Top tips and tricks for learning the 9 times table

Is your child tackling the 9 times table? Then don’t miss out on these top tips and tricks which will make learning the 9s a breeze.

There’s no denying that children in elementary/primary school have a lot of math facts to learn.

And some of the most useful? Multiplication facts.

Learning and committing all multiplication facts to memory can take a lot of time.

But, being able to recall multiplication facts (or ‘times tables’, as they’re often known) quickly and confidently is so helpful. Multiplication facts crop up in many different areas of the math curriculum, so knowing them well is a huge advantage (and especially when it comes to mental maths).

(Not sure which times tables your child should be starting with? My post ‘Which times table should you learn first?‘ may be helpful for you).

When tackling multiplication facts, children will inevitably find some multiplication tables easier and quicker to learn than others.

Although the 9 times table might sound daunting, it’s actually one of the easiest (and, if you ask me, most fun) to learn.

Why? Because there are so many tricks and patterns that can help you.

And so, if your child is taking on the 9 times table, here are some helpful pointers to get them started.

Use your fingers

There is a very clever way to work out your 9 times table using your ten fingers. Let me show you how:

Hold both hands out in front of you with 10 fingers spread out.

Choose a math fact that you want to find the answer to, for example let’s take 3 x 9.

Because we want to know 9 multiplied by 3, we going to fold down the third finger from the left.

The folded down finger will act as our divide between the tens and ones in our answer.

The fingers to the left of the folded finger represent the number of tens (the tens digit), and the fingers to the right of the folded finger represent the number of ones (the ones digit or ‘units’ digit).

So, in our case, there are 2 fingers to the left of the folded down finger (so that’s 2 tens) and 7 fingers to the right (7 ones). So the answer is 27.

Let’s take another example, say 7 x 9.

Because we want to find 7 times nine, we will fold down the seventh finger from the left.

The number of fingers to the left of the folded finger is 6 (so that’s 6 tens) and to the right of our folded-down finger we have 3 (so that’s 3 ones). So the answer is 63.

A pretty useful trick to have at your finger tips (please excuse the pun), and a quick way to check that you’ve always got the right answer when it comes to the 9 times table.

The digits of multiples of 9 add up to 9

Ready for a fun fact? Here’s goes.

A great way to double check if a number is a multiple of 9 is to check if the sum of the digits is 9.

With the exception of 0 (which is 0 x 9), multiples of 9 have digits that total 9.

For example, let’s look at the number 63 (which is 7 x 9). The first digit is 6 and the second digit is 3. The sum of those two digits is 9.

Let’s look at another multiple of 9, the number 81 (which is 9 x 9). The sum of 8 and 1 is 9.

You can check to see much bigger numbers are multiples of 9 as well, by using this same test.

For example, let’s take the number 2106. Is 2106 a multiple of 9? Let’s check.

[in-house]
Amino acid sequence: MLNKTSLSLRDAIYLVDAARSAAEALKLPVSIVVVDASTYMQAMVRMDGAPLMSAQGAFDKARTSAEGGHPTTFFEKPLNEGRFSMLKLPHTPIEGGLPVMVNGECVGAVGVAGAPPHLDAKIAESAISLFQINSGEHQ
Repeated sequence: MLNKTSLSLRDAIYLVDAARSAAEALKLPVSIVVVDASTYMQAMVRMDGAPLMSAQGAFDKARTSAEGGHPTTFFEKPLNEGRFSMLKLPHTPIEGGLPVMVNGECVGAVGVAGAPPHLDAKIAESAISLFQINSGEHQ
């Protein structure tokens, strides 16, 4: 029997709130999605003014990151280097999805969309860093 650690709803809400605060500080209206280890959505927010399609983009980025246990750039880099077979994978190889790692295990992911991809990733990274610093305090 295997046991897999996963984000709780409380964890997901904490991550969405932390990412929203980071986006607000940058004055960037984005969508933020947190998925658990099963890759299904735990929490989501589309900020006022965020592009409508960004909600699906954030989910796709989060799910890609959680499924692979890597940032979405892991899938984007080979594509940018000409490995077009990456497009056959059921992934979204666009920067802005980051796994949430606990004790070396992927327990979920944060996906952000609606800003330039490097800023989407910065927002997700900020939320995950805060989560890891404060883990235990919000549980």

Let’s add the digits: 2 + 1 + 0 + 6. The sum? 9! So this tells us that 2106 is indeed a multiple of 9. (If you want to check, grab a calculator and divide 2106 by 9. If your answer is a whole number, then it’s a multiple of 9).

What about the number 999?

Let’s add the digits: 9 + 9 + 9. The total? 27. But wait, we need to keep adding until we get a one-digit number. So next we add together the two digits of 27: 2 + 7. The total? 9.

So yes, this shows us that 999 is indeed a multiple of 9.

Here’s a quick question for you. Which of these four number are not multiples of 9 (use the trick above to help you): 315, 414, 442 and 594?

Increasing tens and decreasing ones

Another interesting pattern emerges when we look at what is happening with the tens digits and the ones digits as we move through the multiples of 9 from 1 x 9 to 10 x 9.

Looking at the facts from 1 x 9 up to 10 x 9 (see below), you can see that as we move down the multiples, the number in the tens column decreases by one whilst the numbers in the ones column increases by one.

Pattern of increasing tens digit and decreasing ones digit in multiples of 9 (up to 10 x 10).

If your child is intrigued by the pattern here, encourage them to work out 11 x 9 and beyond and see if they can see this type of pattern emerge again.

So there you have it. Who knew the nine times table was so full of excitement and intrigue?

Times table practice

If your child is working on multiplication facts at the moment we have resources available to help.

Our activity pack called ‘Be a multiplication Star!’ has times table worksheets designed to practise all the multiplication facts up to 10 x 10. It includes a wide variety of different types of activity, including word problems, missing number activities and true/false questions. The best way to keep your times tables ticking over? Practice practice practice.

We also have resources to help with learning multiplication facts, including our popular (and colourful) multiplication chart / times table chart (free for subscribers).

Also, if you need a list of all the multiplication facts for your child to refer to, check out our printable multiplication tables (free for subscribers). This print-out is great to use to keep track of which multiplication facts your child knows and which still need more practice.

Please note: our products and resources are digital downloads and come in a PDF format. You can print your own paper copy for personal use only at home or in the classroom.

And that’s it for today! Thanks for reading.

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